British author William Boyd believes he has discovered the London home of James Bond, after researching the character’s creator Ian Fleming and his famous books for clues.
Fleming wrote a total of 14 Bond books but never revealed exactly where the secret agent lived, other than noting it was in the Chelsea neighbourhood.
But after re-reading all 14 before penning his own Bond continuation novel “Solo” in 2013, Boyd said he suspects the spy lives at number 25, Wellington Square, in Chelsea.
“That’s where James Bond’s flat was,” the writer said in an essay published in the Times Literary Supplement, detailing how he settled on the address.
“Obviously, James Bond is a fictional character and didn’t actually live anywhere,” he added. “However, it is strange how in the case of some fictional characters a kind of reality begins to take over their lives, as if they really did live and breathe, had an actual address and a mortgage.”
Boyd deployed sleuthing skills worthy of Bond himself to hunt down his home.
He began his mission with Fleming’s 1955 novel “Moonraker”, which describes it as “a comfortable flat in a plane-tree’d square off the King’s Road” — a famous street in Chelsea.
He used those details and some crucial coordinates in “Thunderball” (1961) — that the flat was a quick drive up the road to Hyde Park — to narrow the choice down to Wellington Square.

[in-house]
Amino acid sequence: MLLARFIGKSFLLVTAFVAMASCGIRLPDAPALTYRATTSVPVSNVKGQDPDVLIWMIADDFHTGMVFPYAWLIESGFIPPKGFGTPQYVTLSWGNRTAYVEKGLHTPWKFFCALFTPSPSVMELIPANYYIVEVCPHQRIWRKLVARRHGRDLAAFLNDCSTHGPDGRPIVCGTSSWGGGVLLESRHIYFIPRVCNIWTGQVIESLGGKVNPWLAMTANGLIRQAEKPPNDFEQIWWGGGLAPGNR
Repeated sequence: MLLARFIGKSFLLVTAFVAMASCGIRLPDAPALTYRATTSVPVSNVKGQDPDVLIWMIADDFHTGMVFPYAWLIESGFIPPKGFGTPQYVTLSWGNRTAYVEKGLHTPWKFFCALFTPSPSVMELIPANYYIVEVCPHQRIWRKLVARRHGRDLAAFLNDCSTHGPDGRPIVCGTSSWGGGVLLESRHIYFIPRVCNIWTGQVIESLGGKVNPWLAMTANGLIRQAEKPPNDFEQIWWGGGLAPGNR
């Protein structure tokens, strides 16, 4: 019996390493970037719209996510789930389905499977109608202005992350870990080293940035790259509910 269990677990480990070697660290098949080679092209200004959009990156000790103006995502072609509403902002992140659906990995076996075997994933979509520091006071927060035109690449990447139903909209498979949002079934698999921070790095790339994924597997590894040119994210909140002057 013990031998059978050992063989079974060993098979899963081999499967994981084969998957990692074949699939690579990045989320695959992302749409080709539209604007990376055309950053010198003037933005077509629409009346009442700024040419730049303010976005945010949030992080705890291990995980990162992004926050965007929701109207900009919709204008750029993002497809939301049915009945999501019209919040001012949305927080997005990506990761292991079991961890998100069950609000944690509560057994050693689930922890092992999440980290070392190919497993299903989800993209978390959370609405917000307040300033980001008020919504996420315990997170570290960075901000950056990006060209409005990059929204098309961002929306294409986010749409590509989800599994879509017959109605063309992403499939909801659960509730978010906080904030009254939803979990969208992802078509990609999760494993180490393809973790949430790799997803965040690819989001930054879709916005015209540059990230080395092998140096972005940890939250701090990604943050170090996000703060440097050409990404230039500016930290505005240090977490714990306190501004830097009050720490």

Boyd then examined Fleming’s social circle when he lived in London. The Bond creator was also a foreign editor at the Sunday Times newspaper, and Boyd discovered that a colleague at the newspaper, chief book reviewer Desmond MacCarthy, and his wife owned the flat at number 25, Wellington Square.
The couple were “legendary entertainers and their home became a kind of salon”, according to Boyd, who noted they were also acquainted with one of Fleming’s close friends.
“The circumstantial evidence is compelling. It is highly probable that Fleming went to one or more of the MacCarthys’ parties in Wellington Square,” he added.
Concluding his case, Boyd found the flat matched Fleming’s description of Bond’s home in “From Russia, with Love” (1957) as having “a long big-windowed sitting room”.
The spy’s sitting room is also described as “book-lined” — which Boyd interprets as a nod to MacCarthy, who was a member of the Bloomsbury Group of 20th-century intellectuals.
In a final coincidental quirk, Boyd discovered Wellington Square is a stone’s throw from Bywater Street, where another famous fictional spy lived: John le Carre’s George Smiley.